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An unusual Vatican event marks Kasper's (not-quite) swan song

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tBoth in style and in substance, a highly unusual Vatican meeting is taking place this week in the offices of the Pontifical Council for Promoting Christian Unity. In terms of content, the Feb. 8-10 event brings together leading Catholic minds with their counterparts in the Anglican, Lutheran, Methodist and Reformed traditions, for a sort of “state of the union” consideration of the entire ecumenical project, meaning the effort to put the divided Christian family back together again.

That’s a departure from normal practice in two senses. First, the Vatican normally conducts ecumenical conversation in bilateral fashion, one church at a time. Second, those dialogues are usually focused on some specific topic – Mary, for example, or the Bible, or authority in the church. This time, the field is wide open.

Talk in Rome turns to new cardinals in 2010

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[updated]

tDespite a recent boomlet of conjecture about a consistory in late February or early March, the consensus in Rome these days seems to be that Pope Benedict XVI isn’t likely to create new cardinals until sometime later in 2010, perhaps as late as November. Between now and then, several other major events loom on the pope’s calendar: Trips to Malta in April, Portugal (Fatima) in May, Cyprus in June and the United Kingdom in September, as well as a Synod of Bishops for the Middle East in October.

tAs of today, there are a total of 182 cardinals, of whom 111 are under the age of 80 and hence eligible to vote for the next pope. In March, three more cardinals will turn 80, followed by one each in July and August, three more in September, and one each in October and November. Hence if Benedict XVI waits until November, there would be at least 19 slots for new voting cardinals – presuming, as most do, that Benedict intends to honor the limit of 120 set by Pope Paul VI.

tTwo of the ten cardinals who will “age out” in coming months, by the way, are Americans: Theodore McCarrick of Washington and Adam Maida of Detroit, both now retired.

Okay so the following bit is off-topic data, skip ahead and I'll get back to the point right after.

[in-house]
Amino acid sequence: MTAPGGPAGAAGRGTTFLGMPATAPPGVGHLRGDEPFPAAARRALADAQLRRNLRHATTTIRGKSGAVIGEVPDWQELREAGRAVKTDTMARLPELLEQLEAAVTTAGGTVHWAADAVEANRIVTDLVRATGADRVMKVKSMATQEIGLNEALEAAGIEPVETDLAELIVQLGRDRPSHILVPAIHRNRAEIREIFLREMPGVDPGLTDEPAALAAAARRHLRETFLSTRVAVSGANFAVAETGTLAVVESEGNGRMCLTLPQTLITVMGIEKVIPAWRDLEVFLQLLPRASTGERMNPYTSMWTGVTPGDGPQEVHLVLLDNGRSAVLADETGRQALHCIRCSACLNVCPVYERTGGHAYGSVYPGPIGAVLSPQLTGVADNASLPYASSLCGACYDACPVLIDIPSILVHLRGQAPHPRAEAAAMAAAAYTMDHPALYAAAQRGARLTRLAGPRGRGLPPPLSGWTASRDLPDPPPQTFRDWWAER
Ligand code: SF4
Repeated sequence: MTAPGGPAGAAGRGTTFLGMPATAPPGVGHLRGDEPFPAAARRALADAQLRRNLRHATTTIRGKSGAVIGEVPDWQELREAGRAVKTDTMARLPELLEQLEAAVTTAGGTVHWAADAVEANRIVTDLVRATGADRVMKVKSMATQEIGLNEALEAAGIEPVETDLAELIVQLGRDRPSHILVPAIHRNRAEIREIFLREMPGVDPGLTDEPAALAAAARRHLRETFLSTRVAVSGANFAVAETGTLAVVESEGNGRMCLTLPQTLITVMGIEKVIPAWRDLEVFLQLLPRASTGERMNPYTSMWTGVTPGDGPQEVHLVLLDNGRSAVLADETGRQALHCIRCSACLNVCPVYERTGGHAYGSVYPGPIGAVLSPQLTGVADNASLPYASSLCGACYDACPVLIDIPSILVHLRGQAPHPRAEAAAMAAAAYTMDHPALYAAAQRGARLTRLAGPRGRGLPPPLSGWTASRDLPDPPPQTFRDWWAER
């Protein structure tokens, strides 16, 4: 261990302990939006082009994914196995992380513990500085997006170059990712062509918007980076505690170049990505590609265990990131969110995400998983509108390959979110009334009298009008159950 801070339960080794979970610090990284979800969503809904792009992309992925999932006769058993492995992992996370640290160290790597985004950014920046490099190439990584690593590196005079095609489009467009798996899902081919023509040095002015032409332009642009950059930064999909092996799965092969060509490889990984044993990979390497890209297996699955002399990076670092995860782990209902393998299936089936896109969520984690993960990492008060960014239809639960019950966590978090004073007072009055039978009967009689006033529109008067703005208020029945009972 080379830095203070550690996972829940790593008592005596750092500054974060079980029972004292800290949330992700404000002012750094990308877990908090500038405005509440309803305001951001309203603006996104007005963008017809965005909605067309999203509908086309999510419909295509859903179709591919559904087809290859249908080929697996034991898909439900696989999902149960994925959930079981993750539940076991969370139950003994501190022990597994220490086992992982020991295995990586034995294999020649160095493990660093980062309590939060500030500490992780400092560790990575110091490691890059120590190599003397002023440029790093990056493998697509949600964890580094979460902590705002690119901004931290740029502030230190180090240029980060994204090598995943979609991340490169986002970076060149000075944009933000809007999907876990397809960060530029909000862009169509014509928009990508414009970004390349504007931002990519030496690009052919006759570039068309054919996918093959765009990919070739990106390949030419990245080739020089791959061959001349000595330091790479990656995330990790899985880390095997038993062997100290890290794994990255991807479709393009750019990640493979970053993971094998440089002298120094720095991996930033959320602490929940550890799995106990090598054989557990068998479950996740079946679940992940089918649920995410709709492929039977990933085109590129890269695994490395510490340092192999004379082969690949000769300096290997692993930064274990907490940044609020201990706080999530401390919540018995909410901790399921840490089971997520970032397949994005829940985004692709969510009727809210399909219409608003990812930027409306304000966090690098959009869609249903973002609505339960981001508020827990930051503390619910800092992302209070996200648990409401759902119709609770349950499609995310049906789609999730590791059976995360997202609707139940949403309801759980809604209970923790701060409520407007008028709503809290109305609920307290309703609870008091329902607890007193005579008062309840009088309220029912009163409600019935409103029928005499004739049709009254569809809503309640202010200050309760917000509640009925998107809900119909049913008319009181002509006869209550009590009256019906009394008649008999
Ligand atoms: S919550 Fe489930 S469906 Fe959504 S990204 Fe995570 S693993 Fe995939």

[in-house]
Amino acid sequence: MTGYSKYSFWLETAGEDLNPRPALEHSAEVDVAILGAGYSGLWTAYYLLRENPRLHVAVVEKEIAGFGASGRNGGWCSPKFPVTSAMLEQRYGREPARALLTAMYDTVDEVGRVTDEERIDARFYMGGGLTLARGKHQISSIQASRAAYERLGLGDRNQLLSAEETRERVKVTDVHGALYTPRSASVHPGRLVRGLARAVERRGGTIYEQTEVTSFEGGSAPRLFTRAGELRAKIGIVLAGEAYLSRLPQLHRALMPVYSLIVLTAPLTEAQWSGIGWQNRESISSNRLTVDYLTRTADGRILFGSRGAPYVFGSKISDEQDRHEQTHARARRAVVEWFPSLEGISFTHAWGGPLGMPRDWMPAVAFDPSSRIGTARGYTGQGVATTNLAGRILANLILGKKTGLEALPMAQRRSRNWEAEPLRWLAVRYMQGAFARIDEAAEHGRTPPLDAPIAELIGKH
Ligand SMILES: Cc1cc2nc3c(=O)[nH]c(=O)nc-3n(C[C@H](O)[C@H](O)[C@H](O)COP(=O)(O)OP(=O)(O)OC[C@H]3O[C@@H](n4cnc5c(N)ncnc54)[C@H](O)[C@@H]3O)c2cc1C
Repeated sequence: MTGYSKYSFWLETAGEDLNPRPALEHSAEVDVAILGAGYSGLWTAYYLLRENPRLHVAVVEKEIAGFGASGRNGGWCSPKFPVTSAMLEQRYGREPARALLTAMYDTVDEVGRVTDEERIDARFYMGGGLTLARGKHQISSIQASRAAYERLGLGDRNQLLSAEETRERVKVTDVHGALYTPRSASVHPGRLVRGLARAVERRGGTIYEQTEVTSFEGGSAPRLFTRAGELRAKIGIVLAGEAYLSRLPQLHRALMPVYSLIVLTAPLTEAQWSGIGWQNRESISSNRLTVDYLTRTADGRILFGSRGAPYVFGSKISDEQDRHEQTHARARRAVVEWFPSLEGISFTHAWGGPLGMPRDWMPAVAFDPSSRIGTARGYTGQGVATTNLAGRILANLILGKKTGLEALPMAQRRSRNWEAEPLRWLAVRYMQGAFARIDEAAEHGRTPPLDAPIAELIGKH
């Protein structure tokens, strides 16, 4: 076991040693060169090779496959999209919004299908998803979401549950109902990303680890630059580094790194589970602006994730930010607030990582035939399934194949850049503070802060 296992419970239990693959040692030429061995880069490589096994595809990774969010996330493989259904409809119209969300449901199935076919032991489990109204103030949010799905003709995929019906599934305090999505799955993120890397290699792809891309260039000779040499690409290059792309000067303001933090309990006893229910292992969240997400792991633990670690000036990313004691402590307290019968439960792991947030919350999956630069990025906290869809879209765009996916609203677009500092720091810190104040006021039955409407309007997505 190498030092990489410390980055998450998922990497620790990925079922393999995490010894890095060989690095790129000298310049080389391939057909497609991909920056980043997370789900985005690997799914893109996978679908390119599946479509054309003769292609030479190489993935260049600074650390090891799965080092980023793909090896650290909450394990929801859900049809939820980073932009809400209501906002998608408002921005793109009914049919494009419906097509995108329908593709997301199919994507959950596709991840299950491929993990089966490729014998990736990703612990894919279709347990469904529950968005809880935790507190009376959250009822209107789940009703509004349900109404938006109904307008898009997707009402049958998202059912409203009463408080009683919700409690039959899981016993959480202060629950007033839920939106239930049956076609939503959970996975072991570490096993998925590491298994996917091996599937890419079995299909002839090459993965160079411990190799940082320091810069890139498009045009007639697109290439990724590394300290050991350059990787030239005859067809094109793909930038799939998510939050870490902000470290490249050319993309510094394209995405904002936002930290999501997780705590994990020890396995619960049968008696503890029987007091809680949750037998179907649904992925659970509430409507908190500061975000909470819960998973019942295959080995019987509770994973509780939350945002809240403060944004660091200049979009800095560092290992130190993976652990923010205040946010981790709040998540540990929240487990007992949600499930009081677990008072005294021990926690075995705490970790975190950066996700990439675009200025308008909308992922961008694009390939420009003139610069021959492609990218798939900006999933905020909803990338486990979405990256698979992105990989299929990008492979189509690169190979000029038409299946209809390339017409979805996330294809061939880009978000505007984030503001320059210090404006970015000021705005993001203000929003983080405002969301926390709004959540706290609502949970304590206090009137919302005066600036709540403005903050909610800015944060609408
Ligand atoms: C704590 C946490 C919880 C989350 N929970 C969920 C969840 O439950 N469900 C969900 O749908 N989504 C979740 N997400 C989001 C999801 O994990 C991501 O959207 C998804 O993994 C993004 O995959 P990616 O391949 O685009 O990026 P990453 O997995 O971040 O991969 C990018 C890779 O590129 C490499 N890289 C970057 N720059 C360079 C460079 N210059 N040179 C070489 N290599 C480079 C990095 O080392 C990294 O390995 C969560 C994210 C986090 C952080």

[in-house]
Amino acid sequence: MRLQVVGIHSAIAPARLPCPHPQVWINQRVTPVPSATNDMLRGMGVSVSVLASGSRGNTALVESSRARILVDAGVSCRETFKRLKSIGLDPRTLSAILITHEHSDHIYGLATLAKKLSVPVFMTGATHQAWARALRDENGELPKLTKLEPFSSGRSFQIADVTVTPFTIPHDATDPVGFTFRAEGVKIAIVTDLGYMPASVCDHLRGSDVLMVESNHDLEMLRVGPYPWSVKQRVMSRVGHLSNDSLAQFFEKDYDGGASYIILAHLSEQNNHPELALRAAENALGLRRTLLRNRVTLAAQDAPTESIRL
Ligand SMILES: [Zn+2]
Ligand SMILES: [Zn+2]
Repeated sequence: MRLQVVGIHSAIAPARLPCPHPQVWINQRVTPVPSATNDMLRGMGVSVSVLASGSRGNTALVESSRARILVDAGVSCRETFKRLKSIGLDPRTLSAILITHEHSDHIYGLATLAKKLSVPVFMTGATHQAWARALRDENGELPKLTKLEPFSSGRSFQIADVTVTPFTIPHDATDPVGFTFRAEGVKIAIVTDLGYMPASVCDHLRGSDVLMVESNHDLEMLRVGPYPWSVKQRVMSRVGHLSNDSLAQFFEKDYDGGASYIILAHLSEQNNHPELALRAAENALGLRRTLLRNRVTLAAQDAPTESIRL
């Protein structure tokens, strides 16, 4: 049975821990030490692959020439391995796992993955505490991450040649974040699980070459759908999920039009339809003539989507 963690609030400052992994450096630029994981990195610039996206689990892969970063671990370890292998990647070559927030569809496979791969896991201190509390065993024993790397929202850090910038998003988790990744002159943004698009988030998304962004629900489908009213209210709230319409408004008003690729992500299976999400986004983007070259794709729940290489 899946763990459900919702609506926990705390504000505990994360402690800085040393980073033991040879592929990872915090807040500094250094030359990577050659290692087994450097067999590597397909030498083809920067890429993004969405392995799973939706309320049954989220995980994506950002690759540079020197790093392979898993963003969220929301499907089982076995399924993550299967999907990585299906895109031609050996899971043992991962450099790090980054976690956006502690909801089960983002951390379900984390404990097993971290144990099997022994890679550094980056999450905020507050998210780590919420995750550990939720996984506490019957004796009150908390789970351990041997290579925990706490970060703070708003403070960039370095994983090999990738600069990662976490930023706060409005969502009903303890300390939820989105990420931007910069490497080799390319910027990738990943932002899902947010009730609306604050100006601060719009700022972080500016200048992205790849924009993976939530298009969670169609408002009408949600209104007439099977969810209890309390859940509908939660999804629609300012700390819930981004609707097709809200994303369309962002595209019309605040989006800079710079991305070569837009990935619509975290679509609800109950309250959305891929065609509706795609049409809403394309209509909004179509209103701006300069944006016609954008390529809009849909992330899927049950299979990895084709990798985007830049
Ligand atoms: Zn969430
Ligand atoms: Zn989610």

Salvadorans paid 10 cents to sew $80 NFL jerseys

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I don't want to throw beer on your popcorn and potato chips today. But I want to share with you some information that seems timely and troubling.

According to a recent study, women trapped in Salvadoran sweatshops are paid 10 Cents to Sew $80 NFL football jerseys.

The jerseys have been sewn under illegal sweatshop conditions at the Chi Fung factory in El Salvador for at least the last four years, according to a new report by the National Labor Committee.

Often forced to work 12-hour shifts, workers were at the factory 61 to 65 hours a week, including 12 to 15 hours of obligatory overtime, which was unpaid. The workers were paid a below-subsistence wage of just 72 cents an hour, which meets less than a quarter of a family's basic subsistence needs for food, housing, healthcare and clothing.

Australia's Pell tops the chart as a rumor magnet

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tRome, like other company towns, is an incubator for gossip. In Los Angeles, the talk is usually about who’s taking over what studio; in Washington, it’s who’s in line for what cabinet job; and in the Eternal City, it’s who’s up and down for senior positions in the Roman Curia.

tThis is an especially fertile period for such rumors, because sometime in 2010 several important nominations in the Vatican will likely come down the pike. At the moment, the list of heads of offices past 75 and awaiting successors includes: Cardinals Giovanni Battista Re, Congregation for Bishops; Franc Rodé, Congregation for Religious; Claudio Hummes, Congregation for Clergy; Walter Kasper, Pontifical Council for Promoting Christian Unity; and Paul Cordes, Cor Unum. The pope’s right-hand man, Secretary of State Cardinal Tarcisio Bertone, is also past 75, though many insiders expect Bertone to stick around.